Archive for Joe Silk

The 2019 Gruber Prize for Cosmology: Nick Kaiser and Joe Silk

Posted in The Universe and Stuff with tags , , , , , , , on May 9, 2019 by telescoper

I’ve just heard that the Gruber Foundation has announced the winners of this year’s Gruber Prize for cosmology, namely Nick Kaiser and Joe Silk. Worthy winners the both of them! Congratulations!

Here’s some text taken from the press release:

The recipients of the 2019 prize are Nicholas Kaiser and Joseph Silk, both of whom have made seminal contributions to the theory of cosmological structure formation and to the creation of new probes of dark matter. Though they have worked mostly independently of each other, the two theorists’ results are complementary in these major areas, and have transformed modern cosmology — not once but twice.

The two recipients will share the $500,000 award, and each will be presented with a gold medal at a ceremony that will take place on 28 June at the CosmoGold conference at the Institut d’Astrophysique de Paris in France.

The physicists’ independent contributions to the theory of cosmological structure formation have been instrumental in building a more complete picture of how the early Universe evolved into the Universe as astronomers observe it today. In 1967 and 1968, Silk predicted that density fluctuations below a critical size in the Cosmic Microwave Background, the remnant radiation “echoing” the Big Bang, would have dissipated. This phenomenon, later verified by increasingly high precision measurements of the CMB, is now called “Silk Damping”.

In the meantime, ongoing observations of the large-scale structure of the Universe, which evolved from the larger CMB fluctuations, were subject to conflicting interpretations. In a series of papers beginning in 1984, Kaiser helped to resolve these debates by providing statistical tools that would allow astronomers to separate “noise” from data, reducing ambiguity in the observations.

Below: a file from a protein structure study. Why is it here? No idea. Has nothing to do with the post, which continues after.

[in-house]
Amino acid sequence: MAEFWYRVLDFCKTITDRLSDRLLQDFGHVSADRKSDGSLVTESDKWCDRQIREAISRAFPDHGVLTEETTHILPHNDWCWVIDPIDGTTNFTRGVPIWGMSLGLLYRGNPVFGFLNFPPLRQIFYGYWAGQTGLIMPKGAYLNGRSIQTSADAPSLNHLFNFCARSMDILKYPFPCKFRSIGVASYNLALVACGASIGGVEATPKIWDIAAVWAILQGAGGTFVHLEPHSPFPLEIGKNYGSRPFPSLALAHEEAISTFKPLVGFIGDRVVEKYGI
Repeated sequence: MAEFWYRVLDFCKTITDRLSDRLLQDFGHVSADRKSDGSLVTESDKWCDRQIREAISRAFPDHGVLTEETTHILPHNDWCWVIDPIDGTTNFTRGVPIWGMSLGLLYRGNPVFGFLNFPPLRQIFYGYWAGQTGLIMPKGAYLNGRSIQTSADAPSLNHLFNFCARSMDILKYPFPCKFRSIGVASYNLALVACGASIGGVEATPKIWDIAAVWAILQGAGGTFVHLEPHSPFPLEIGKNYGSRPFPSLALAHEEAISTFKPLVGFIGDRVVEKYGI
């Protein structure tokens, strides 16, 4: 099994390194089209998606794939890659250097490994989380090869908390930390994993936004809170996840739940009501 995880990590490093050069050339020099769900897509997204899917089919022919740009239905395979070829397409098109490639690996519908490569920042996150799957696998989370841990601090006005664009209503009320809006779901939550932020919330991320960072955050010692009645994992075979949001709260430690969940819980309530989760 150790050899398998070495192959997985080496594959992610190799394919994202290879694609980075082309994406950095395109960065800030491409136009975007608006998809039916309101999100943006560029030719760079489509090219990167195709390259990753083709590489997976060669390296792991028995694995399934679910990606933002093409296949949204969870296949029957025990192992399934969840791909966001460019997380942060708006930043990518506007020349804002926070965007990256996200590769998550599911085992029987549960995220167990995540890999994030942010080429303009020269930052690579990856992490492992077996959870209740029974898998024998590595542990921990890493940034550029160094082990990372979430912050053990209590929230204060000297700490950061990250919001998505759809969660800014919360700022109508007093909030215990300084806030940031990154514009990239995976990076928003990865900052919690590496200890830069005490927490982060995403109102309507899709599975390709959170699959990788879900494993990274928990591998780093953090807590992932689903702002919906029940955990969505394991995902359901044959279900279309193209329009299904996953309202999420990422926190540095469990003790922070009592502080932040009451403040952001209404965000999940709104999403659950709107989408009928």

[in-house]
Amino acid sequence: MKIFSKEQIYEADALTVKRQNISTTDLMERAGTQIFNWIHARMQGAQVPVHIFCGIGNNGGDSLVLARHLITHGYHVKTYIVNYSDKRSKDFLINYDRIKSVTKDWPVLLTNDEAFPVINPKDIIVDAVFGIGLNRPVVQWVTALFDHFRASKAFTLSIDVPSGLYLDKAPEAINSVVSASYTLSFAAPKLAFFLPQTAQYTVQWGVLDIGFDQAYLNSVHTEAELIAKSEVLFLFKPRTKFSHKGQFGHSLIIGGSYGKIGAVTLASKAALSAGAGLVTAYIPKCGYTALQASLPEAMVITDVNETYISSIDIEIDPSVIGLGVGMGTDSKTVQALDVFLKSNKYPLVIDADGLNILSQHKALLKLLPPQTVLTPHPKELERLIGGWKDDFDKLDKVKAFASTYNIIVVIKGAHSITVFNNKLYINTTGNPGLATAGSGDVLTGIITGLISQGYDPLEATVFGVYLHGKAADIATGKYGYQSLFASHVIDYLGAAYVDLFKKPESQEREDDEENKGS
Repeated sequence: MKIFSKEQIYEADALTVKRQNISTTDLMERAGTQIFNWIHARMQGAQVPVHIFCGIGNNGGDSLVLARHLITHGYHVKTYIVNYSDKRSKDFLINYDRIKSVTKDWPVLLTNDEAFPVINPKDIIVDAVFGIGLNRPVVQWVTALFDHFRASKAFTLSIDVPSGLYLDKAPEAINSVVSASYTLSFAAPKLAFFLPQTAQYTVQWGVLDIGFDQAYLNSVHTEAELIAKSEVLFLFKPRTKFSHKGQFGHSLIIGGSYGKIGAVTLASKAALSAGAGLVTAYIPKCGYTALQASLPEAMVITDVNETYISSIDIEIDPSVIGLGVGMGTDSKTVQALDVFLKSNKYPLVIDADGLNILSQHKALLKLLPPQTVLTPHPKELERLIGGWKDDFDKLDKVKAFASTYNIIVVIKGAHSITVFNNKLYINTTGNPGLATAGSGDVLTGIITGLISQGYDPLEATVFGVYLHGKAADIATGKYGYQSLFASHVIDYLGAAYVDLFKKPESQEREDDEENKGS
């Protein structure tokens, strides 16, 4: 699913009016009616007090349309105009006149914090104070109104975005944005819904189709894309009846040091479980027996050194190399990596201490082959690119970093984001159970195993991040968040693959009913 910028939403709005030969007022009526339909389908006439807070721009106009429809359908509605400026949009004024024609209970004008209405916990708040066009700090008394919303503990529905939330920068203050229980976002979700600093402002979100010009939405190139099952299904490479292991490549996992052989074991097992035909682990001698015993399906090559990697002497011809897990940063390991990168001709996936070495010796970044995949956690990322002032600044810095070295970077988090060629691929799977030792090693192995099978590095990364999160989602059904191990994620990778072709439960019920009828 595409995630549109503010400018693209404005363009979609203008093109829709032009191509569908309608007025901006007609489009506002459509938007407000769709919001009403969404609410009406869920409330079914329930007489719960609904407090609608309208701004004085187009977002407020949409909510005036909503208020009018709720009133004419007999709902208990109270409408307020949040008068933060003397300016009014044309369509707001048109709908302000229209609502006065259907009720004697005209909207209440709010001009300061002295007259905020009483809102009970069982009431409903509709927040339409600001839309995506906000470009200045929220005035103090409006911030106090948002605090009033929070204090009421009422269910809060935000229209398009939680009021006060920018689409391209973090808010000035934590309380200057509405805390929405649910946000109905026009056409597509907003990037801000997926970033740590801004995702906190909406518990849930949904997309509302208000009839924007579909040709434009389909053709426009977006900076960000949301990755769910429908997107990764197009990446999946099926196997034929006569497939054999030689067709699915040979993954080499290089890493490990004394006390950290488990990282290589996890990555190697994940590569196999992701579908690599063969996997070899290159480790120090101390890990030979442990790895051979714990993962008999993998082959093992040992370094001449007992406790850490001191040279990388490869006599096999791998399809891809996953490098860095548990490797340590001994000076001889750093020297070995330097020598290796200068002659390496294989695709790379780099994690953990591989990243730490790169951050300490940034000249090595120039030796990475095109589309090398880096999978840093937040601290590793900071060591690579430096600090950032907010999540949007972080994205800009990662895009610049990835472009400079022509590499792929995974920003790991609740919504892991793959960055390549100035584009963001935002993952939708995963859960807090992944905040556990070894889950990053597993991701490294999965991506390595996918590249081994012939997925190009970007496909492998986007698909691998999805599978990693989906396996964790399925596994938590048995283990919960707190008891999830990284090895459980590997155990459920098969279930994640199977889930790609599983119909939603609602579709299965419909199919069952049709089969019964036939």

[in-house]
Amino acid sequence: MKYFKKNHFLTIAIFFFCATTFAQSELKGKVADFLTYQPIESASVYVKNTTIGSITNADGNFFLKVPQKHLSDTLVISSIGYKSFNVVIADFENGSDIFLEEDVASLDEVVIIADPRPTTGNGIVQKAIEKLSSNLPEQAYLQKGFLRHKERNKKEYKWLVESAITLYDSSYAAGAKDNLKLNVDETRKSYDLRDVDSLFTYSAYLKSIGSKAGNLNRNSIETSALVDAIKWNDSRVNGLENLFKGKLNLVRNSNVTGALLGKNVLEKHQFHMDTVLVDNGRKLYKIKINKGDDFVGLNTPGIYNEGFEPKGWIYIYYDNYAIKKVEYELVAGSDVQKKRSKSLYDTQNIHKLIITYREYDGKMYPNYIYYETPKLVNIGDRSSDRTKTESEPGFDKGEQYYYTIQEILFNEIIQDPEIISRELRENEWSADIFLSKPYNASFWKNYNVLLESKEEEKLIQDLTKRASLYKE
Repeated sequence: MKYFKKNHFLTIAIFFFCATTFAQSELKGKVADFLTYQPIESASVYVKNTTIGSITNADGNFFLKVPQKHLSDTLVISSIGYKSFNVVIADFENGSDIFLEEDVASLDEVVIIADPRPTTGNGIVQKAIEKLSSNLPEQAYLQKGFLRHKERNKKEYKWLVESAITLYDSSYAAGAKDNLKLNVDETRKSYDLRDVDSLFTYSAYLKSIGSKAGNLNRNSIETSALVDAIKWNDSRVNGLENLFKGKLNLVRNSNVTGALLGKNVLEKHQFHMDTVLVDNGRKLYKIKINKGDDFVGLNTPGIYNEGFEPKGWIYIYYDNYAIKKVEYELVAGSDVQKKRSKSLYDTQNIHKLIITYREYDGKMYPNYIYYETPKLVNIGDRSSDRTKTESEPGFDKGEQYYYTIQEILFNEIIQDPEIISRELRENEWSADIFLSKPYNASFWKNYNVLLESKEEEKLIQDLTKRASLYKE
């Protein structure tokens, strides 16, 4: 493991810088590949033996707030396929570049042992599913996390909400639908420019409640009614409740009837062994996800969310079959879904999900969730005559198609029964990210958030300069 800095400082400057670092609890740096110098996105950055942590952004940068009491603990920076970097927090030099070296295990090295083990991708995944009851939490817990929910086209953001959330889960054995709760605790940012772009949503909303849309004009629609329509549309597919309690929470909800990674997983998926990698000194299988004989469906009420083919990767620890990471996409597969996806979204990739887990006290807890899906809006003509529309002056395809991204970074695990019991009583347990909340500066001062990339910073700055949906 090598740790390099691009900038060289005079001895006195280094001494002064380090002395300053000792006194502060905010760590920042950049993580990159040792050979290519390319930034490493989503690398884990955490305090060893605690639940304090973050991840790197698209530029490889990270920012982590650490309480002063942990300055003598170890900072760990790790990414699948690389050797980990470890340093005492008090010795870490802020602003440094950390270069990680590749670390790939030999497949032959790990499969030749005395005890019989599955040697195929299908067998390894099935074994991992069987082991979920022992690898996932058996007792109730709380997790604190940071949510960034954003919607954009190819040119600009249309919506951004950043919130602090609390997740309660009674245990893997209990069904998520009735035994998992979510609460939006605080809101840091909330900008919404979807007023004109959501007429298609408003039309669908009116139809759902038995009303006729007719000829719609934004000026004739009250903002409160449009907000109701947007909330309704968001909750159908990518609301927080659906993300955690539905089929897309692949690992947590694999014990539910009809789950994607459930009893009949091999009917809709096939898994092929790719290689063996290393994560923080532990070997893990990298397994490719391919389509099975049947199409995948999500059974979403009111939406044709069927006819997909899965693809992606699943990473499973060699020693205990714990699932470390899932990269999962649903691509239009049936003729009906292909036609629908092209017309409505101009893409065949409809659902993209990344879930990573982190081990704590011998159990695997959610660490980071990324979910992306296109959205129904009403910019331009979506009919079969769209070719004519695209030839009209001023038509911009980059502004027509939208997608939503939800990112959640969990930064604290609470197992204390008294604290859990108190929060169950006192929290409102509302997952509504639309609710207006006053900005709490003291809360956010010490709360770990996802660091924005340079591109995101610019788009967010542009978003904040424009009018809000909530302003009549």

Kaiser’s statistical methodology was also influential in dark matter research; the DEFW collaboration (Marc Davis, George Efstathiou, Carlos Frenk, and Simon D. M. White) utilised it to determine the distribution and velocity of dark matter in the Universe, and discovered its non-relativistic nature (moving at a velocity not approaching the speed of light). Furthermore, Kaiser devised an additional statistical methodology to detect dark matter distribution through weak lensing — an effect by which foreground matter distorts the light of background galaxies, providing a measure of the mass of both. Today weak lensing is among cosmology’s most prevalent tools.

Silk has also been impactful in dark matter research, having proposed in 1984 a method of investigating dark matter particles by exploring the possibilities of their self-annihilations into particles that we can identify (photons, positrons and antiprotons). This strategy continues to drive research worldwide.

Both Kaiser and Silk are currently affiliated with institutions in Paris, Kaiser as a professor at the École Normale Supérieure, and Silk as an emeritus professor and a research scientist at the Institut d’Astrophysique de Paris (in addition to a one-quarter appointment at The John Hopkins University). Among their numerous significant contributions to their field, their work on the CMB and dark matter has truly revolutionised our understanding of the Universe.

I haven’t worked directly with either Nick Kaiser or Joe Silk but both had an enormous influence on me, especially early on in my career. When I was doing my PhD, Nick was in Cambridge and Joe was in Berkeley. In fact I think Nick was the first person ever to ask me a question during a conference talk – which terrified the hell out of me because I didn’t know him except by scientific reputation and didn’t realize what a nice guy he is! Anyway his 1984 paper on cluster correlations was the direct motivation for my very first publication (in 1986).

I don’t suppose either will be reading this but heartiest congratulations to both, and if they follow my advice they won’t spend all the money in the same shop!

P.S. Both Nick and Joe are so distinguished that each has appeared in my Astronomy Lookalikes gallery (here and here).

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SPT and the CMB

Posted in The Universe and Stuff with tags , , , , , , , , , on November 30, 2012 by telescoper